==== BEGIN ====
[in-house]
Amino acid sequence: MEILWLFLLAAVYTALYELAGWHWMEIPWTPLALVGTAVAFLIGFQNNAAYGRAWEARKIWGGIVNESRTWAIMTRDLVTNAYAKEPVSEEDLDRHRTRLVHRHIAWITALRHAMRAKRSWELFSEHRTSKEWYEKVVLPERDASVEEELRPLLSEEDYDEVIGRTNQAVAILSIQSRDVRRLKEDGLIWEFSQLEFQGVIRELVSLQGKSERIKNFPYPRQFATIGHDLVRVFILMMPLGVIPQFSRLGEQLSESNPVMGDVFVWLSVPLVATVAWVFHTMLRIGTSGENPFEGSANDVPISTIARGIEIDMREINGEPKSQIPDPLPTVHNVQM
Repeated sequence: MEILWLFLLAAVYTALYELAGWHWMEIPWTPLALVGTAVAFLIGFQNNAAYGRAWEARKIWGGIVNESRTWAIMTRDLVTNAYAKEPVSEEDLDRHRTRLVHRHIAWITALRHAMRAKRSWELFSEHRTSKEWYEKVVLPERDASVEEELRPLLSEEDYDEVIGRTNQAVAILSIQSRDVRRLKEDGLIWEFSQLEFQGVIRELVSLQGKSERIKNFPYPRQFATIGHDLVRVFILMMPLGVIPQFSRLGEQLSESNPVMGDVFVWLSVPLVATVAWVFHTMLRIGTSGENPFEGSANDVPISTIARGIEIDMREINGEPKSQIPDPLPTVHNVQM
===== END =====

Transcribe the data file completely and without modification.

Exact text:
[in-house]
Amino acid sequence: MEILWLFLLAAVYTALYELAGWHWMEIPWTPLALVGTAVAFLIGFQNNAAYGRAWEARKIWGGIVNESRTWAIMTRDLVTNAYAKEPVSEEDLDRHRTRLVHRHIAWITALRHAMRAKRSWELFSEHRTSKEWYEKVVLPERDASVEEELRPLLSEEDYDEVIGRTNQAVAILSIQSRDVRRLKEDGLIWEFSQLEFQGVIRELVSLQGKSERIKNFPYPRQFATIGHDLVRVFILMMPLGVIPQFSRLGEQLSESNPVMGDVFVWLSVPLVATVAWVFHTMLRIGTSGENPFEGSANDVPISTIARGIEIDMREINGEPKSQIPDPLPTVHNVQM
Repeated sequence: MEILWLFLLAAVYTALYELAGWHWMEIPWTPLALVGTAVAFLIGFQNNAAYGRAWEARKIWGGIVNESRTWAIMTRDLVTNAYAKEPVSEEDLDRHRTRLVHRHIAWITALRHAMRAKRSWELFSEHRTSKEWYEKVVLPERDASVEEELRPLLSEEDYDEVIGRTNQAVAILSIQSRDVRRLKEDGLIWEFSQLEFQGVIRELVSLQGKSERIKNFPYPRQFATIGHDLVRVFILMMPLGVIPQFSRLGEQLSESNPVMGDVFVWLSVPLVATVAWVFHTMLRIGTSGENPFEGSANDVPISTIARGIEIDMREINGEPKSQIPDPLPTVHNVQM